Machine-made rugs are manufactured quickly. They are made from synthetic fibers that include art silk, acrylic, nylon, and polypropylene. Wool is also used in the production of machine-made rugs. These rugs are offered at prices lower than handmade rugs.

Hand Tufted Rugs

Hand-tufting uses a tufting gun, which is a device that punches individual yarns through a sheet of fabric. Upon completion of the rug, a second fabric is used to hold the yarn in place by gluing it to the back. More details and higher quality material are typically found in tufted rugs compared to machine made rugs.

Construction and Design of Handmade Rugs

The cream of the crop in the rug world is the hand-knotted rug. Like all fine furnishings, the details shape the appeal and character of the rugs. Hand-knotted rugs have an incomparable quality that comes from a construction process that is very labor intense. Master weavers use a vertical loom and carefully knot yarn around one or two columns of threads called warps. The knot ends create the rug’s pile. The more knots added per square inch, the more defined the pattern. Durability is enhanced.

Looser weaves produce storied artisan looks. The tops and bottoms of knotted rugs are crucial to construction. The fringe, which is the ends of warp threads, serves as the rugs foundation and is prevented from raveling by tying the knots. Unlimited color variation and design are possible. These rugs often have investment value.

Specialty Rugs

Rugs are not all treated the same. There is a correct method of cleaning each rug. The condition and age of the carpet, the dye system used, how the rug was constructed, and the fiber of the rug all have to be taken into consideration.

Some carpets are cleaned with a steam method. Others require more effort and time. Soaking in a particular submersion wash pit or individual hand cleaning may be necessary.

Fine handmade Oriental rugs from Iran, Turkey, Pakistan, Afghanistan, China, India, Portugal, Egypt, and Romania are considered specialty rugs. So are antique rugs, Flokati rugs, skin leather rugs, shag rugs, and silk rugs. An individualized and specific cleaning process is used for each rug. New, white, needlepoint, tufted, and tapestry rugs get individual care by professionals who employ tested cleaning methods. Professionals can also add protective compounds that inhibit disintegration by organic sources such as ants.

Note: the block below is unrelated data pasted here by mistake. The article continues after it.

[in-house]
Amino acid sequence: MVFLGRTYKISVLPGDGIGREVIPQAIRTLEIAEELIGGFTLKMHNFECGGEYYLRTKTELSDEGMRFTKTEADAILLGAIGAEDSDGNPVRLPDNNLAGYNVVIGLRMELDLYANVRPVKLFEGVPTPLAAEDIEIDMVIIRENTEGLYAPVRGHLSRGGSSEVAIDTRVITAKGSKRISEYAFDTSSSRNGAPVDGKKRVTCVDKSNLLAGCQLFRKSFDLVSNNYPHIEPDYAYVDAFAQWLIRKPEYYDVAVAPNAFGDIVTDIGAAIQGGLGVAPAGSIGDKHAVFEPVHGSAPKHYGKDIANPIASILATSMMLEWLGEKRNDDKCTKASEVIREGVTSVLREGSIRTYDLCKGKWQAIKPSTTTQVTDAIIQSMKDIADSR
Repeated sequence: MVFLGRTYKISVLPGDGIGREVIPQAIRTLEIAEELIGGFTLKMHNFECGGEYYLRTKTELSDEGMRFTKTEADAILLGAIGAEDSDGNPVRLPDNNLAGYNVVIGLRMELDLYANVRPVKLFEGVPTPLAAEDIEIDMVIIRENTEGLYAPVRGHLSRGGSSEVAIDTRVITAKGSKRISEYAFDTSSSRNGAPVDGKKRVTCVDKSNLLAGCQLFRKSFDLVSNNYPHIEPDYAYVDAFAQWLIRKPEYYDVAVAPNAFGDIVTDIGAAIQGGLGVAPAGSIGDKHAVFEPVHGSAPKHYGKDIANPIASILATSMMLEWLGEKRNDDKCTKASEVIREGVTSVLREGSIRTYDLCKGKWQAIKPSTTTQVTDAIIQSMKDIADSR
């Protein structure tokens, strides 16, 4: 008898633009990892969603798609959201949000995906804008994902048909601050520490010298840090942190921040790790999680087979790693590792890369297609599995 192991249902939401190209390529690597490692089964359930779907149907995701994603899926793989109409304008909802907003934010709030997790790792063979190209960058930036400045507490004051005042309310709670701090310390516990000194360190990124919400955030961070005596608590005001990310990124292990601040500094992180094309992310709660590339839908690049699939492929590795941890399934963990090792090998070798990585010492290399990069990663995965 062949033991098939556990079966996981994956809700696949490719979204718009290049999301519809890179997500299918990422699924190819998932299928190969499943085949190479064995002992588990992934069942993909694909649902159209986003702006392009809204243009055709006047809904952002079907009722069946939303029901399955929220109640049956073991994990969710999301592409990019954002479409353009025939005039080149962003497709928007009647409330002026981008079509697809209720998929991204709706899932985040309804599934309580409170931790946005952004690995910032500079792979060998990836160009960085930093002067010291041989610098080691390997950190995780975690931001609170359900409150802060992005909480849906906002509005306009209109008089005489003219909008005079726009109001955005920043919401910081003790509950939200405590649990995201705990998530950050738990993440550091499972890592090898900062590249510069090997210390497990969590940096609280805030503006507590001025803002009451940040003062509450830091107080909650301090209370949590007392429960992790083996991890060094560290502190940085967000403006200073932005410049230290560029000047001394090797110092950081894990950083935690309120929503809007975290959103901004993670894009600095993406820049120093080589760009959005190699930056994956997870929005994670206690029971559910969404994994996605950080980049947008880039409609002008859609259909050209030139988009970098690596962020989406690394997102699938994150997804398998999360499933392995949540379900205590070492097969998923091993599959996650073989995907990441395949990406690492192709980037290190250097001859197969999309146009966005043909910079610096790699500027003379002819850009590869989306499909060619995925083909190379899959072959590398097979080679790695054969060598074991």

Rug Identification Road Map

Rug identification is essential when cleaning rugs is on the agenda. Professionals must have the ability to identify correctly the rugs they encounter. It is a part of the success of their business that is essential. Being able to distinguish the fundamental kinds of rugs is a source of distinction for cleaners to be considered true professionals.

If a rug cleaner made mistakes during the pre-cleaning inspection, the errors would be costly. Image the consequences if a layperson were to misjudge a problem. Common problems stem from mis recognition of pre-existing conditions, after-market treatments, dyes, and construction. The inspection must determine if the rug construction is machine-made or hand-made. Is it hand-knotted or tufted? What is the country of origin? All of these factors affect the way carpets are cleaned.

Persian Rugs

A Persian rug adds rich texture and classic elegance to a home. The Persian rugs, made in Iran, are often made using traditional weaving techniques and hand-dyed wool. Wool and other natural fibers such as cotton and silk can last for as long as 80 years. These hand-knotted rugs are costly. Hand-tufted rugs are made with a modified drill gun that takes only about a week to construct and costs much less.
The Persian rugs of Iran have been described as good, bad, and ugly. Color and design are more important than the country of origin. It is important for rug specialists to be familiar with old and new standards.

Persian rugs are a mix of rug designs and different cultures. The U.S. imports more rugs from the Iranian region of Hamadan than any other region. Little rhyme or reason is derived from the various designs of the area. The designs are often geometrical and coarsely woven. They are similar in appearance to nomadic or tribal rugs. The materials and workmanship are quite good.

Tribal Rugs

Tribal rugs are the type Tribal and Nomadic groups originally wove to cover homes and tents as protection from harsh weather. The rug weaving heritage has been passed from generation to generation. Rug collectors appreciate the hand-knotted pile and originality of tribal rugs. A tribal rug beautifies a blank floor space.